Sunday, 16 November 2014


My Thoughts on this wonderfully written psychological thriller ......


Publisher:  Three Hares Publishing
Published:   7 Nov 2014
Pages:   339  (ebook)

A lonely novelist, A devoted fan, A journal that speaks of unspeakable things…
Author Vida Tremayne lies silent in a hospital bed. The forces which brought about her terrifying decline are shrouded in mystery. Meanwhile, her estranged daughter Dory is forced to abandon her fast paced city life to be by her mother’s bedside. Dory is resentful. She hates the country and she and her mother were never exactly close. Luckily Vida already has a carer, the enigmatic Rhiannon Townsend. A long-standing fan of Vida’s, Rhiannon is happy to take care of the bedside vigil. Dory is free to resume her life. Or is she? Then she discovers her mother’s journal. Vida’s chilling testament reveals the trigger for her spiralling into madness. It also reveals the danger that still lurks close by. A danger that will call on Dory’s every reserve of courage if she’s to free her mother, and maybe in doing so, to free herself.
The Testament of Vida Tremayne begins with Dory arriving at her mother's cottage to sort out her affairs.  Her mother Vida Tremayne, the award winning novelist, is in a catatonic state in hospital but there is no love lost between mother and daughter, Dory's been dreading this moment, she feels sick but why?  Already I'm intrigued and curious.  She's rarely visited the house on the isolated Shropshire-Welsh border since her mother moved there.  
She has a shock when she discovers someone living in the cottage, Rhiannon, who at first appears very willing and anxious to help Dory, who is herself relieved that she can share the burden with Rhiannon.  She resents her mother's breakdown, having to visit her, be away from her work and is only too happy for Rhiannon to take all the responsibility from her.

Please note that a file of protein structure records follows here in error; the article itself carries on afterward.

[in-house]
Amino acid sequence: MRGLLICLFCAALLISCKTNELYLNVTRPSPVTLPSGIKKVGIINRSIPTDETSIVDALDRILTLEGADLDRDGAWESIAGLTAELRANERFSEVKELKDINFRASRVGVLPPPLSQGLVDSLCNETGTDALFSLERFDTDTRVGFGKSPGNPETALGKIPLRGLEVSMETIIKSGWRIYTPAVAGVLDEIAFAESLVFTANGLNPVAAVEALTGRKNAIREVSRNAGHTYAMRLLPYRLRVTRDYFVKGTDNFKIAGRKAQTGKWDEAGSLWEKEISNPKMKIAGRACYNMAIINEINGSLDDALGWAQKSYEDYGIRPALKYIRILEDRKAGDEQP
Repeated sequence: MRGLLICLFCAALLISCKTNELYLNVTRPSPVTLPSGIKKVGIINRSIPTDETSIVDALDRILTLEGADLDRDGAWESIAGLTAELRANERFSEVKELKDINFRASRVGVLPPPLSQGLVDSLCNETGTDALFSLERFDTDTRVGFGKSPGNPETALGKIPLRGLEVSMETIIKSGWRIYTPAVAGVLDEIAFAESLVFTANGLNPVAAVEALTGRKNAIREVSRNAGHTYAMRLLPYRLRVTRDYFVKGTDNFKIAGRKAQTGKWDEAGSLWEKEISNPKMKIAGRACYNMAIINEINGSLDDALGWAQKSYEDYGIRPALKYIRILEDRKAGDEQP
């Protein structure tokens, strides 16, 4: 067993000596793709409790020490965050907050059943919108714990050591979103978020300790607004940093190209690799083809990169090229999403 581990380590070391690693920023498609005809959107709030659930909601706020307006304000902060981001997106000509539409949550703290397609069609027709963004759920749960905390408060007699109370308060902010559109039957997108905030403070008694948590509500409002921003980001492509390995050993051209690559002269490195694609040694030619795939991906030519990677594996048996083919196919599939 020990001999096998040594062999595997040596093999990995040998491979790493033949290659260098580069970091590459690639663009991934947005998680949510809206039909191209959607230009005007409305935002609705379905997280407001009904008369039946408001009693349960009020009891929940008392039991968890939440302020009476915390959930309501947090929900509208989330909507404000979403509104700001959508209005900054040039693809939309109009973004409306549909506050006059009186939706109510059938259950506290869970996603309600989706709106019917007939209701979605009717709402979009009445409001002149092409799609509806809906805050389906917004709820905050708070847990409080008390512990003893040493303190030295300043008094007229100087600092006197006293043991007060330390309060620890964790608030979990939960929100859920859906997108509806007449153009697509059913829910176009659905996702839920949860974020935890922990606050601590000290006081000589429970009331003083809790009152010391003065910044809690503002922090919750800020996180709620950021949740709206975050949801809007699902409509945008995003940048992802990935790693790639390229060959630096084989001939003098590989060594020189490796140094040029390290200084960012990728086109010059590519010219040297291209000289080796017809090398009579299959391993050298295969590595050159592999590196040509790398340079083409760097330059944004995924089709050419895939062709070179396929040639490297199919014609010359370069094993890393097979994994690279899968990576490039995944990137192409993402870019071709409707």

Vida's diary entries give us a real insight into her life and meeting Rhiannon, how lonely she was after her husband left her, how selfish and moody Dory was, how she seems to despise Vida.  I felt so sorry for her and really disliked Dory from the start.
But the crux of the story is what happened to Vida, what kind of terrible situation had shocked her so much to put her in a silent world in hospital?  The diary entries slowly build up a picture of Vida's life and mental state, how Rhiannon gains her trust, but can she really trust her or is she imagining situations?
I felt the whole story was compelling, the writing was so descriptive and brought the characters alive, the atmosphere was chilling in parts.  I changed my mind several times as to what I thought was happening.
Midway through the book I did wonder where it was going, what the writer was trying to say and my concentration did wane slightly but the plot picked up and the tension was eked out till the end.
Overall, a well-written atmospheric psychological thriller.
My thanks to the author, Sarah Vincent, for sending me this ebook in exchange for an honest review.
About the Author
Sarah Vincent has two grown up children and lives in the South Shropshire countryside with her husband and her Jack Russell terrier, Beryl. She writes in a converted coal shed at the back of the house. In the early days she juggled writing with various jobs as a care assistant, school dinner lady and museum guide. For the past twelve years she has worked as an editor for two leading Literary Consultancies. She also teaches Creative Writing online, and gets a buzz out of helping new writers achieve their goals. She loves world music, and visiting art galleries when she’s in town. Her greatest thrill though is going off-grid for a few days, and camping in remote places in her tiny caravan.

Available to buy from Amazon UK - Amazon US 

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